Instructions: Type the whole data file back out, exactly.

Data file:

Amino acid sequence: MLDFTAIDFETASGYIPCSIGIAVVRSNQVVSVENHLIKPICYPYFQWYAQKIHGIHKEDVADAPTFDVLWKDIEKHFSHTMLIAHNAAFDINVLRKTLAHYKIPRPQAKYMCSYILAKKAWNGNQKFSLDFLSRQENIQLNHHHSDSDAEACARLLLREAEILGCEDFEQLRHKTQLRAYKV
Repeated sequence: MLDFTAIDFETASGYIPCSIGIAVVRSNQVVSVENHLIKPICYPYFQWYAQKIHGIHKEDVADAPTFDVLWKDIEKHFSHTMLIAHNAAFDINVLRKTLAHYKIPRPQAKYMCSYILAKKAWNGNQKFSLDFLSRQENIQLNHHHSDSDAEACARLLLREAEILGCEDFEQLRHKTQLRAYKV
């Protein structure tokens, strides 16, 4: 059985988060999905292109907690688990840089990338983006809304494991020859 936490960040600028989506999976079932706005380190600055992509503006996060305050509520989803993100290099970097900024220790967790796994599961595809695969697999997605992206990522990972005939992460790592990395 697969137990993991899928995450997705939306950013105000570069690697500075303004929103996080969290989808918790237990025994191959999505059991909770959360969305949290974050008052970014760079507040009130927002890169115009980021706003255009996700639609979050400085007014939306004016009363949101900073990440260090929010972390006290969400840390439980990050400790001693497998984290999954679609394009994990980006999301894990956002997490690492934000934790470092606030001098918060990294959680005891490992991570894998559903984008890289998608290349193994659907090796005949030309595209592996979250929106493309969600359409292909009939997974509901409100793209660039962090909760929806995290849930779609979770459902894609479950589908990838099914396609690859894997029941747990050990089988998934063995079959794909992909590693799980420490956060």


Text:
Amino acid sequence: MLDFTAIDFETASGYIPCSIGIAVVRSNQVVSVENHLIKPICYPYFQWYAQKIHGIHKEDVADAPTFDVLWKDIEKHFSHTMLIAHNAAFDINVLRKTLAHYKIPRPQAKYMCSYILAKKAWNGNQKFSLDFLSRQENIQLNHHHSDSDAEACARLLLREAEILGCEDFEQLRHKTQLRAYKV
Repeated sequence: MLDFTAIDFETASGYIPCSIGIAVVRSNQVVSVENHLIKPICYPYFQWYAQKIHGIHKEDVADAPTFDVLWKDIEKHFSHTMLIAHNAAFDINVLRKTLAHYKIPRPQAKYMCSYILAKKAWNGNQKFSLDFLSRQENIQLNHHHSDSDAEACARLLLREAEILGCEDFEQLRHKTQLRAYKV
């Protein structure tokens, strides 16, 4: 059985988060999905292109907690688990840089990338983006809304494991020859 936490960040600028989506999976079932706005380190600055992509503006996060305050509520989803993100290099970097900024220790967790796994599961595809695969697999997605992206990522990972005939992460790592990395 697969137990993991899928995450997705939306950013105000570069690697500075303004929103996080969290989808918790237990025994191959999505059991909770959360969305949290974050008052970014760079507040009130927002890169115009980021706003255009996700639609979050400085007014939306004016009363949101900073990440260090929010972390006290969400840390439980990050400790001693497998984290999954679609394009994990980006999301894990956002997490690492934000934790470092606030001098918060990294959680005891490992991570894998559903984008890289998608290349193994659907090796005949030309595209592996979250929106493309969600359409292909009939997974509901409100793209660039962090909760929806995290849930779609979770459902894609479950589908990838099914396609690859894997029941747990050990089988998934063995079959794909992909590693799980420490956060």